Where is Anne Frank (Melbourne International Film Festival) – Film Review

Where is Anne Frank is an animated drama following historical events with a fictionalised fantasy twist.

Following the journey of ‘Kitty‘ (voiced by Ruby Stokes) the imaginary friend of Anne Frank (here voiced by Emily Carey), wrote her famous diary to as a tactic not to be writing to herself. Kitty through magical means, comes to life in the modern era unaware of what has happened to Anne since her final diary entry.

Flashing backwards and forwards though the decades, we are presented with the heartbreaking story of Anne‘s confinement as well as Kitty‘s adventure throughout modern day as she experiences it in the face of Anne‘s legacy. This is the latest film by Israeli born filmmaker Ari Folman with a creative use of animation in order to tell a documentary like story.

The idea of Kitty being the main character was an inspired choice as a way to both introduce us to Anne Frank who we all know, but to also reflect on what Anne Frank‘s legacy means to us today. The ravages of time, censorship and endless retelling of history have inevitably led to a bastardisation of the facts and Folman does not shy away from saying that despite honouring Anne Frank by naming schools, streets, theatres and hospitals after her, along the way the humanity and the soul of this young girl might be overlooked.

Not to mention, turning the annex in which Anne and her family hid from the Nazis for years into a tourist attraction, though done in the best of intentions, is meaningless if nothing is truly learned from the experience in how we conduct ourselves today.

The animation throughout the film is soulful and stunning. Likewise, the mixing of 2D with 3D characters and environments blended in a flowing way and never took me out of the movie. There was always something real about the characters and how they were presented, which couldn’t have been achieved with a live action experience.

Both Stokes and Carey in their respective roles as Kitty and Anne are amazing. Two different actresses essentially playing the voice of the same true-life figure worked much better than I believed it could have. Again, simply dressing up modern day actors in period clothing would not have achieved the same level of emotional authenticity this film achieved using animation. There were times I felt that maybe having English speaking actors was a little bit anachronistic, however, years of ‘Hollywoodised’ historical films made this a non-issue. Ironically, the only voice which felt out of place was perhaps that of Ari Folman himself in his cameo voice role as a police officer Kitty interacts with in the modern timeline.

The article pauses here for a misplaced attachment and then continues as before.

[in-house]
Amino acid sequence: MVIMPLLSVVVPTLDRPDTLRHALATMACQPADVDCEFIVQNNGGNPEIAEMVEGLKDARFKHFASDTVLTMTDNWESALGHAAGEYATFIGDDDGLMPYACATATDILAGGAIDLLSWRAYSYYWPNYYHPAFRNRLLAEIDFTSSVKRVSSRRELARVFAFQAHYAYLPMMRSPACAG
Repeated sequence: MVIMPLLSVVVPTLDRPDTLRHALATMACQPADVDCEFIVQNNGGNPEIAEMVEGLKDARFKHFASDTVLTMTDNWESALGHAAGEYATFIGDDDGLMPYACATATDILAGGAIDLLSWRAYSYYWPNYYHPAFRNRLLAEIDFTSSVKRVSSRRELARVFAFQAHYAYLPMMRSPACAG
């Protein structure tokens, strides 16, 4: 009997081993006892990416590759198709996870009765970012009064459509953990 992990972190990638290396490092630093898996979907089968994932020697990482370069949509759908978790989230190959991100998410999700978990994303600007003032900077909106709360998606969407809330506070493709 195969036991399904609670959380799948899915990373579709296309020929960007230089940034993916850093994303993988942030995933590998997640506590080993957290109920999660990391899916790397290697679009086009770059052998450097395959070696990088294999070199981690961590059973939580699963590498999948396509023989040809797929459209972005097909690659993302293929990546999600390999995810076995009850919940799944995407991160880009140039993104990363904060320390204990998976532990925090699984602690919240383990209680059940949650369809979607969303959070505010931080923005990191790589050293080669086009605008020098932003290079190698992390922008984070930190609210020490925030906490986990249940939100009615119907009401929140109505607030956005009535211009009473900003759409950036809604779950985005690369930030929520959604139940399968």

I feel that Where is Anne Frank achieved something brave by essentially telling us that in viewing Anne Frank as a historical figure and not seeing her as a true person, we were like tourists stomping through her bedroom. Everyone knows what happened to Anne, however, witnessing a depiction of this beautiful girl with such a big heart and imagination slowly losing that spark in her confinement was a terrible thing to see.

Through Kitty‘s eyes we see not so much the exact details of what happened or who betrayed the Franks, but her learning that her friend ended the same way as millions of other Jewish children is absolutely heartbreaking.

I did find Ari Folman‘s insistence that we need to see Anne as a person and not simply a concept an apt conclusion. Unfortunately, I believe he hurts the message by reconceptualising everything he achieves and attempting to compare her story and that of the entire holocaust itself to current day immigration issues in Europe. While Folman pulls back from comparing immigration officials to actual Nazis (as they alone are depicted in a stylised demonic way in the past timeline, emphasising a lack of humanity), the entire conflation between the two comes out left of field and may be considered quite problematic in how lightly it takes on both issues. While I feel Ari Folman betrays his own achievements in the film’s final moments, everything up until then was a uniquely special film enhanced by the animation style.

Where is Anne Frank is a beautiful yet heartbreaking portrait of a young woman who lost her life like many others during one of the darkest times in human history.

Where is Anne Frank is screening in Melbourne as part of the Melbourne International Film Festival.
For more information and ticketing visit: https://miff.com.au/program/film/where-is-anne-frank

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